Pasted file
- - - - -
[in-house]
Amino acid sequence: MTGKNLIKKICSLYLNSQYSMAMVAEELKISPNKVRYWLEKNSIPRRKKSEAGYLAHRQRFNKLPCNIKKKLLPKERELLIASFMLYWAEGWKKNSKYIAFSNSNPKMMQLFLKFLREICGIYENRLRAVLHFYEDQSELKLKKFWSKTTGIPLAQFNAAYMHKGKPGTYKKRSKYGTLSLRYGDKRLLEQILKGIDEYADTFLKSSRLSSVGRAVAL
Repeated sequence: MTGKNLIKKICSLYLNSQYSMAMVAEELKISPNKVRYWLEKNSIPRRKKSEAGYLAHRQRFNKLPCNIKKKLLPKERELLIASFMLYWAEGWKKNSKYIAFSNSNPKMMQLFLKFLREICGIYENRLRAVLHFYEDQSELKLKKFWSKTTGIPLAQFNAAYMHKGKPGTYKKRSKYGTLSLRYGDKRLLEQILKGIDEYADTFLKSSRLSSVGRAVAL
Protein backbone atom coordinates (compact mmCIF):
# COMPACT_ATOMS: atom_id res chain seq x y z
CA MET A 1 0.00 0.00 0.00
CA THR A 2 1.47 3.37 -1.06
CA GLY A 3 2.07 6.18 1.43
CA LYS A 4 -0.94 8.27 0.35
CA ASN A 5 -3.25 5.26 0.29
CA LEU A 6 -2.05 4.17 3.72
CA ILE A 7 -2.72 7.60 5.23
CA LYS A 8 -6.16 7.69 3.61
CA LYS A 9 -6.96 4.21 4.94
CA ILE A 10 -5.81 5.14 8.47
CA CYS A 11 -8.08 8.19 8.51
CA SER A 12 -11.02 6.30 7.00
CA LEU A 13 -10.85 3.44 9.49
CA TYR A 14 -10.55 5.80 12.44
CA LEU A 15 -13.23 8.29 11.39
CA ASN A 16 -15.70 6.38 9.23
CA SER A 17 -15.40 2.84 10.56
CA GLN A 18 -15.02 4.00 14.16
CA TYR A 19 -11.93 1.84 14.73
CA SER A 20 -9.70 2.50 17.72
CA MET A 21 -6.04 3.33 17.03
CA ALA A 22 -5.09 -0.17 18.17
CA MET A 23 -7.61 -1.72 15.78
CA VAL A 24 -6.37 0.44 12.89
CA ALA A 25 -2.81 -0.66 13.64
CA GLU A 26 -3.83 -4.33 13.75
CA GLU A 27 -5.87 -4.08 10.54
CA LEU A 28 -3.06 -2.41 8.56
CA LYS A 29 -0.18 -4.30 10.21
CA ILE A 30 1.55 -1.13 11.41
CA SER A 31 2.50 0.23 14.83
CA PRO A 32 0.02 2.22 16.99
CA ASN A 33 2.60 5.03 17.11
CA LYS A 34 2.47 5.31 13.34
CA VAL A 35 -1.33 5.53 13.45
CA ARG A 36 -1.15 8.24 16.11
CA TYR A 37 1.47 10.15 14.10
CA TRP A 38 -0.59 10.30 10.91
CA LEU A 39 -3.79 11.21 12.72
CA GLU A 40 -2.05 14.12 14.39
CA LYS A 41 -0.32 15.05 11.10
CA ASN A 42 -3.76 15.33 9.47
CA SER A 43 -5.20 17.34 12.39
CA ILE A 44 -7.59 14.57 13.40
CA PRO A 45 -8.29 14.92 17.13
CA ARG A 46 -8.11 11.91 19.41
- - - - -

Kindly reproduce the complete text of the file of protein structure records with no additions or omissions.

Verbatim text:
[in-house]
Amino acid sequence: MTGKNLIKKICSLYLNSQYSMAMVAEELKISPNKVRYWLEKNSIPRRKKSEAGYLAHRQRFNKLPCNIKKKLLPKERELLIASFMLYWAEGWKKNSKYIAFSNSNPKMMQLFLKFLREICGIYENRLRAVLHFYEDQSELKLKKFWSKTTGIPLAQFNAAYMHKGKPGTYKKRSKYGTLSLRYGDKRLLEQILKGIDEYADTFLKSSRLSSVGRAVAL
Repeated sequence: MTGKNLIKKICSLYLNSQYSMAMVAEELKISPNKVRYWLEKNSIPRRKKSEAGYLAHRQRFNKLPCNIKKKLLPKERELLIASFMLYWAEGWKKNSKYIAFSNSNPKMMQLFLKFLREICGIYENRLRAVLHFYEDQSELKLKKFWSKTTGIPLAQFNAAYMHKGKPGTYKKRSKYGTLSLRYGDKRLLEQILKGIDEYADTFLKSSRLSSVGRAVAL
Protein backbone atom coordinates (compact mmCIF):
# COMPACT_ATOMS: atom_id res chain seq x y z
CA MET A 1 0.00 0.00 0.00
CA THR A 2 1.47 3.37 -1.06
CA GLY A 3 2.07 6.18 1.43
CA LYS A 4 -0.94 8.27 0.35
CA ASN A 5 -3.25 5.26 0.29
CA LEU A 6 -2.05 4.17 3.72
CA ILE A 7 -2.72 7.60 5.23
CA LYS A 8 -6.16 7.69 3.61
CA LYS A 9 -6.96 4.21 4.94
CA ILE A 10 -5.81 5.14 8.47
CA CYS A 11 -8.08 8.19 8.51
CA SER A 12 -11.02 6.30 7.00
CA LEU A 13 -10.85 3.44 9.49
CA TYR A 14 -10.55 5.80 12.44
CA LEU A 15 -13.23 8.29 11.39
CA ASN A 16 -15.70 6.38 9.23
CA SER A 17 -15.40 2.84 10.56
CA GLN A 18 -15.02 4.00 14.16
CA TYR A 19 -11.93 1.84 14.73
CA SER A 20 -9.70 2.50 17.72
CA MET A 21 -6.04 3.33 17.03
CA ALA A 22 -5.09 -0.17 18.17
CA MET A 23 -7.61 -1.72 15.78
CA VAL A 24 -6.37 0.44 12.89
CA ALA A 25 -2.81 -0.66 13.64
CA GLU A 26 -3.83 -4.33 13.75
CA GLU A 27 -5.87 -4.08 10.54
CA LEU A 28 -3.06 -2.41 8.56
CA LYS A 29 -0.18 -4.30 10.21
CA ILE A 30 1.55 -1.13 11.41
CA SER A 31 2.50 0.23 14.83
CA PRO A 32 0.02 2.22 16.99
CA ASN A 33 2.60 5.03 17.11
CA LYS A 34 2.47 5.31 13.34
CA VAL A 35 -1.33 5.53 13.45
CA ARG A 36 -1.15 8.24 16.11
CA TYR A 37 1.47 10.15 14.10
CA TRP A 38 -0.59 10.30 10.91
CA LEU A 39 -3.79 11.21 12.72
CA GLU A 40 -2.05 14.12 14.39
CA LYS A 41 -0.32 15.05 11.10
CA ASN A 42 -3.76 15.33 9.47
CA SER A 43 -5.20 17.34 12.39
CA ILE A 44 -7.59 14.57 13.40
CA PRO A 45 -8.29 14.92 17.13
CA ARG A 46 -8.11 11.91 19.41